Conservative leader Stephen Harper mocks Liberal Leader Justin Trudeau's plan to run 'tiny little deficits' for the next three years.

ELECTION 2015: Economic slump dominates campaign

Justin Trudeau's plan to run deficits for infrastructure spending changes focus for Thomas Mulcair, Stephen Harper

Sliding stock markets and sagging natural resource prices have raised the stakes for the Oct. 19 federal election, as parties try to position themselves as the best choice to deal with an economic slump.

Statistics Canada’s release of data showing small contractions of the Canadian economy in the first two quarters of the year sparked a prolonged exchange between party leaders over whether the country is or was in a recession.

Economists such as Central 1 Credit Union’s Helmut Pastrick have mostly agreed the downturn is primarily based on low oil and gas prices, and isn’t a full-fledged recession. Central 1 forecasts continued slow economic growth for southern B.C. based on the low Canadian dollar and improvement in the U.S. economy.

Conservative leader Stephen Harper noted that the statistics showed a return to economic growth in June, and he accused Liberal leader Justin Trudeau of over-reacting to “a couple of months of weak data” to commit his party to up to three years of deficit spending.

Trudeau’s abrupt change of position on running deficits of up to $10 billion a year has redefined the debate. Trudeau unveiled what he called the biggest infrastructure plan in Canadian history, doubling the current Conservative budget from $5 billion to $10 billion in the next two fiscal years and continuing to increase it over 10 years.

Touring the Okanagan, NDP leader Thomas Mulcair touted his plan to reduce small business taxes and provide tax breaks for manufacturing, while balancing the budget in the first full year of an NDP mandate.

Mulcair’s promises of tax cuts and spending control prompted both the Liberals and Conservatives to accuse the NDP of creating a huge revenue hole that could only be filled by spending cuts or new tax increases.

The Conservatives estimate that Mulcair’s plans for a national daycare program, increased foreign aid and other spending leave a gap of $8 billion in the first year. The Liberals estimated the NDP budget gap at $28 billion over four years, not counting unspecified increases for veterans and home care.

NDP candidate Andrew Thomson called the Conservative calculation “deliberately misleading,” inflating the NDP’s housing plan cost by more than five times.

Harper has mainly run on his government’s record, including an increase in the Universal Child Care Benefit and cutting the Goods and Services Tax. The Conservatives estimate their measures have benefited the average family by up to $6,600 a year.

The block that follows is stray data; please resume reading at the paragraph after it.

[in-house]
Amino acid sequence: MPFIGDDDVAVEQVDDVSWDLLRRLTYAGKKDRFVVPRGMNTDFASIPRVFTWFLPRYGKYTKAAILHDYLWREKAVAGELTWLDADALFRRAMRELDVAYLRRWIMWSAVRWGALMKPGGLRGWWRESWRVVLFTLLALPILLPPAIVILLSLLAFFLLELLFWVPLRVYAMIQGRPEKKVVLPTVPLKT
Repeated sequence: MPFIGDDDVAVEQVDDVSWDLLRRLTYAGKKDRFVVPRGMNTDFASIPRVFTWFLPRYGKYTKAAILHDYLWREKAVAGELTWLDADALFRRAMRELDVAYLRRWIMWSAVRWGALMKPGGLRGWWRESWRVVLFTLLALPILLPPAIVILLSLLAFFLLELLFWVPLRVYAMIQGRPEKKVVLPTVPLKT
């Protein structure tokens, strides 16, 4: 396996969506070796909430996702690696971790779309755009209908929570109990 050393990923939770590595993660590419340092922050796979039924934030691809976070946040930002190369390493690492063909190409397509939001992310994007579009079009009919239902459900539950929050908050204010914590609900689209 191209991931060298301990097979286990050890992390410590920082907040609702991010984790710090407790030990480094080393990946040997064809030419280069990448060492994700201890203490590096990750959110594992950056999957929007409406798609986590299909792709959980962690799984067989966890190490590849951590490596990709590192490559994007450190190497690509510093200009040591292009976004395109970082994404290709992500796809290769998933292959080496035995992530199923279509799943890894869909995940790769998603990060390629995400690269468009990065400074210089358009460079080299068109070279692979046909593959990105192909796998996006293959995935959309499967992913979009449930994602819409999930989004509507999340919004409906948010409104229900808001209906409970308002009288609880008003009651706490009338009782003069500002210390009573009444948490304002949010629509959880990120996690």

Just Posted

We asked you: Your opinions are firm on vaccinations

Should vaccinations be mandatory for school enrolment? We asked you that question… Continue reading

Business notes: Nomination deadline close for Commercial Building Awards

Organizers are expecting a larger than normal number of nominations for the… Continue reading

VIDEO: Carlow and Jacksun are on TV already: they’re in the World of Dance trailer

Don’t forget to catch them as they perform on Feb. 26

Carl Weber column: God – it’s just my opinion

I have no real doubt that there is a design

Valley schools head into Island boys hoops tourneys this week

Cow High, Brentwood, Duncan Christian and Chemainus all in the mix

Coming up in Cowichan: Estuary fundraiser, landlord info and more

Chance for landlords to learn about their rights and responsibilities The Cowichan… Continue reading

Vancouver Island petition to decriminalize all drugs continues to collect signatures

A Courtenay couple is collecting signatures for their petition to decriminalize drugs in Canada

UPDATE: Woman, off-duty cop in critical condition after stabbing outside B.C. elementary school

The officer was interceding in an alleged assault when he and the woman were stabbed

‘A little baloney’ in PM’s claim about solicitor-client privilege on SNC-Lavalin

The Conservatives and NDP want Trudeau to waive that privilege so Wilson-Raybould can offer her side of the story

Proposed edible pot rules are wasteful, would leave products tasteless: critics

When Canada legalized weed last fall, it only allowed fresh or dried bud, oil, plants and seeds

Samsung folding phone is different – but also almost $2,000

But most analysts see a limited market for foldable-screen phones

Most Read